Prior to 1980, alpacas existed in the U.S., but those were confined mostly to zoological parks. The first known private importation of alpacas occurred in 1980 when Richard and Kay Patterson purchased a herd of ten animals from England. Dr. Ralph Uber purchased the herd from the Pattersons in 1982 and added additional alpaca purchased from a zoo in Canada. In 1984 an import from Chile occurred soon to be followed by others. The breeding of alpacas by private individuals was underway.

During the several years following the number of breeders grew. Those original alpaca owners began to meet in 1986 and discuss an organization. In 1987 the Alpaca Owners and Breeders Association (AOBA) took on a name and began to formalize development with a newsletter and a logo. On June 17, 1988, at Shanty Creek Lodge in Bellaire, Michigan, 38 people gathered in a “special meeting” to begin AOBA’s official formation (including bylaws and articles of incorporation) and a slate of officers was selected. The basic bylaws were approved in October of 1988, and included the establishment of an alpaca registry. In 1988 blood typing of alpacas began and by the spring of 1989 almost all privately owned alpacas were typed. A show committee was established in 1989 to work with the American Llama Show Association (ALSA) to include alpacas in shows. The birth of the alpaca registry also began in 1989 with registry rules written and copyrighted by AOBA. The International Lama Registry (ILR) agreed to administer the alpaca registration database. In 1990 AOBA relinquished control of the registry to what is now Alpaca Registry, Inc. (ARI). In 1991 AOBA incorporated in the State of Oregon and the Internal Revenue Service, under 501(c)(5), granted the association a non-profit status.

The association was formed for the following purposes. (1) To promote public awareness and membership appreciation of the alpaca’s unique qualities; (2) To educate the membership on the care and breeding of the alpaca; (3) To promote the growth of the alpaca industry as a whole; (4) To foster the establishment of the breed outside of its native land by encouraging husbandry and breeding practices based upon, but not limited to, herd health, overall soundness, and wool production; and (5) To establish and maintain an alpaca registry.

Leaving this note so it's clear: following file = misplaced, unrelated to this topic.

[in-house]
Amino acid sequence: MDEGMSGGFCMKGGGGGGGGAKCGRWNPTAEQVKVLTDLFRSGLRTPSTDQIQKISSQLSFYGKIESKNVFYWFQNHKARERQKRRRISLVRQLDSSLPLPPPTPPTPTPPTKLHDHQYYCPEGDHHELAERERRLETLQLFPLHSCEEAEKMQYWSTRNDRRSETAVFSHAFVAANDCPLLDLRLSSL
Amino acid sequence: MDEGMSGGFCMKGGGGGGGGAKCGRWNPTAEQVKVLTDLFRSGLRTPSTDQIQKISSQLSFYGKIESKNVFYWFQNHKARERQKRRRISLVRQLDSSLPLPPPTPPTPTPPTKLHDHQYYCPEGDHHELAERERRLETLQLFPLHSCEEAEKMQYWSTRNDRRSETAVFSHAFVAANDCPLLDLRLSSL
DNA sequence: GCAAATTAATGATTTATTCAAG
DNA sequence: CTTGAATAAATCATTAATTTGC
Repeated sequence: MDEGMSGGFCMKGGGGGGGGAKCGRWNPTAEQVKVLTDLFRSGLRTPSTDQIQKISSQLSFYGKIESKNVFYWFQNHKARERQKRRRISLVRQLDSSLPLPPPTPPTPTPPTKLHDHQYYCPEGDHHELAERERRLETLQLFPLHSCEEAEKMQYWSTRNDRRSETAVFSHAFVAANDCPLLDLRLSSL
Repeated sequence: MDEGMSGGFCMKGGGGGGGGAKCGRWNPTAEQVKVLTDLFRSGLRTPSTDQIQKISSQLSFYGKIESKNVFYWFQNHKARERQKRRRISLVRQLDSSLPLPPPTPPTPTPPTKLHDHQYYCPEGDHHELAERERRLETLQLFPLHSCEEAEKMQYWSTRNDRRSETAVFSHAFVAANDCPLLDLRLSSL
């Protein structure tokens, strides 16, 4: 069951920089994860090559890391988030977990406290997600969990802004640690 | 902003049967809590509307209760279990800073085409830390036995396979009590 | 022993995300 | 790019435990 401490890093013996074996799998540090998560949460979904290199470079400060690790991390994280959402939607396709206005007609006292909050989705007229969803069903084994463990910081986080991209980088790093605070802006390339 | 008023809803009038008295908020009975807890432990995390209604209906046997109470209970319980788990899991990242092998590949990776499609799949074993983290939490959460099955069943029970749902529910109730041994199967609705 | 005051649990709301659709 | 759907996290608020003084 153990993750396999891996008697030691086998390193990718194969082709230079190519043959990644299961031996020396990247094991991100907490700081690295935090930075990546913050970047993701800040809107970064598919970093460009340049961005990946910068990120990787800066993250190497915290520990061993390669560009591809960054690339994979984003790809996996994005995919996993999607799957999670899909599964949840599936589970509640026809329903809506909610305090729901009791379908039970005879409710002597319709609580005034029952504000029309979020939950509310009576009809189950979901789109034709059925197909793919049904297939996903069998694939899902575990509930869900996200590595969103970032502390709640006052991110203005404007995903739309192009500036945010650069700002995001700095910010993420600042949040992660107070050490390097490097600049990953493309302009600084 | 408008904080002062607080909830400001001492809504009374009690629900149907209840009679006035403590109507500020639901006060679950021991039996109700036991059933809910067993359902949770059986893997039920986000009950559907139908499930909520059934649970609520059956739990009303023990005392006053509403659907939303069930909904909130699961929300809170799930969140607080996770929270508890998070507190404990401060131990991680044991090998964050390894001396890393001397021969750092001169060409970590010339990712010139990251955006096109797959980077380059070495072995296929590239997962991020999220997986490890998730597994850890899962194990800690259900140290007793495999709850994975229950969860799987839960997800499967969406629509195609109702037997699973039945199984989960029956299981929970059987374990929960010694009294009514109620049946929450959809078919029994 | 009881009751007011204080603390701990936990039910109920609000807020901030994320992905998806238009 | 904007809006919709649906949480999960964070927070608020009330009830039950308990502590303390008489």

The association is led by a seven-member Board of Directors. Directors and committees members are volunteer positions without compensation. In the short time since the association was formed (beginning with 87 memberships and a known Alpaca census of 392), it has grown to over 4,000 members with over 100,000 Registered Alpacas. During this time, the activities of the association have also increased, some of the highlights of activities follow.

Since the beginning, AOBA has developed a number of informative publications on Alpacas, including newsletters, investment information, fiber, and general literature. Farm & ranch support programs for AOBA members has continued to increase through education, support materials and advertising opportunities including AOBA sponsored websites (, and

AOBA cooperates with the Alpaca Research Foundation to foster research on items of concern to our livestock industry. AOBA and the Alpaca Registry, Inc. maintain a membership with the United States Animal Health Association. The Alpaca Research Foundation has approved and funded research projects through veterinary colleges at universities, as well as the Morris Animal Foundation.

AOBA’s volunteer committees have been the underpinning of the association since the beginning. A sample of the committees includes the Marketing Committee. This committee runs national advertising campaigns, has developed videos and other publications to aid members and to better inform the public about Alpacas. The Fiber and Finished Products Committee is instrumental in managing fiber arts events, promoting uses for alpaca fiber and promoting alpaca in fashion designs. AOBA established its own Show System independent of ALSA and began operations in 2001. The Show System has several important committees developing rules, managing shows and conducting judges training. The Education Committee works to provide seminars, workshops and speakers at conferences. The committee is working to setup distance education via the internet for members to access all day every day. AOBA has twelve very active committees plus a number of task groups within the committees. There is a spot for any member to contribute to our growing industry.

To further promote the successful future of the Alpaca industry, AOBA cooperates and works with the following national and international associations: The Alpaca Registry Inc. (ARI); the Alpaca Fiber Cooperative of North America (AFCNA), the Alpaca Research Foundation (ARF), Morris Animal Foundation (MAF) the United States Animal Health Assoc. (USAHA); the Australian Alpaca Assoc. (AAA); and over 39 regional alpaca affiliate associations.